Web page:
And We granted him Ishaq and Yaqoub, and caused the prophethood and the book to remain in his seed. (Shakir)

    And We bestowed Ishaq and Yaqub to him, and kept the Prophethood and the Book among his descendants. (Faridul Haque)

    Surah 29:27 mentions that Prophethood and Scriptures came uniquely through the seed of Isaac and Jacob. It speaks of the prophetic office as having been entrusted to Isaac and Jacob and their descendants. And Allah also declared in the above Qur’anic verse, that the prophethood would “remain” in the lineage of Isaac and Jacob. In other words, anyone claiming to be a prophet of God must be born in the Prophetic Race.

    Since the Qur’an states that prophethood belongs exclusively to the lineage of Isaac and Jacob, we must then ask whether Muhammad was born in the line of the prophets. In other words, was he born in the Prophetic Race? Muslims scholars claim that Muhammad was a descendant of Ishmael. But Ishmael is entirely excluded in the prophetical line in Surah 29:27. If Allah intends to include Ishmael, his name would be placed before Isaac, as he was older than Isaac by fourteen years. But as it can be noted, Surah 29:27 completely omits any reference to Ishmael, raising the question as to why he was totally ignored if he was as important as Muslims claim him to be. Thus, the Qur’an clearly teaches that the prophetic line came through Isaac – not Ishmael.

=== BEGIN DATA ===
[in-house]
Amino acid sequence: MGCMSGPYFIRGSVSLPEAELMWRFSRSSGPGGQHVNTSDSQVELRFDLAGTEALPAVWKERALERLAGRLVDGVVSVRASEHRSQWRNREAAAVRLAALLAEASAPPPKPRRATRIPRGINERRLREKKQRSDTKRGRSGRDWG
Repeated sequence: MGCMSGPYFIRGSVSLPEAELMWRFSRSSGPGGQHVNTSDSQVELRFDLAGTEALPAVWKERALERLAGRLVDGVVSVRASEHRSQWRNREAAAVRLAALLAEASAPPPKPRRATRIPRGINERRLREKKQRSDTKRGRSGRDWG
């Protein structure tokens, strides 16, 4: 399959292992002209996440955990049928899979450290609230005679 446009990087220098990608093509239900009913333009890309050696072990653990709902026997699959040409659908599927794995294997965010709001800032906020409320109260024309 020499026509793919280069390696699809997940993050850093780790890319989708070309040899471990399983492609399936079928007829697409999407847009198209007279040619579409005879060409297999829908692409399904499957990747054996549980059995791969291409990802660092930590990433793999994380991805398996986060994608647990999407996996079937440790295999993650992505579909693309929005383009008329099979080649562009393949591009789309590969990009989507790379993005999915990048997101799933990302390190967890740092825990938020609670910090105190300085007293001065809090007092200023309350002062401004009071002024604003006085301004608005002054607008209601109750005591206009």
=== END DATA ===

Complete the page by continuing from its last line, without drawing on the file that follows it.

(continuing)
If Muhammad is a descendant of Ishmael, then he cannot be a descendant of Isaac at the same time, given the fact that Ishmael and Isaac are half-brothers. Thus, it is evident that Muhammad is not a descendant of Isaac. As Muhammad was neither a Jew nor a descendent of Isaac and Jacob, this automatically disqualifies him as a prophet of God.

    Since according to both the Bible and the Qur’an, all the true prophets came in the line of Abraham through Isaac, then Muhammad cannot be a prophet of the true God. In fact, this is in harmony with the fulfillment of the promise to Abraham in Genesis 17:21.

    Genesis 17:21: “However, my covenant I shall establish with Isaac, whom Sarah will bear to you at this appointed time next year.”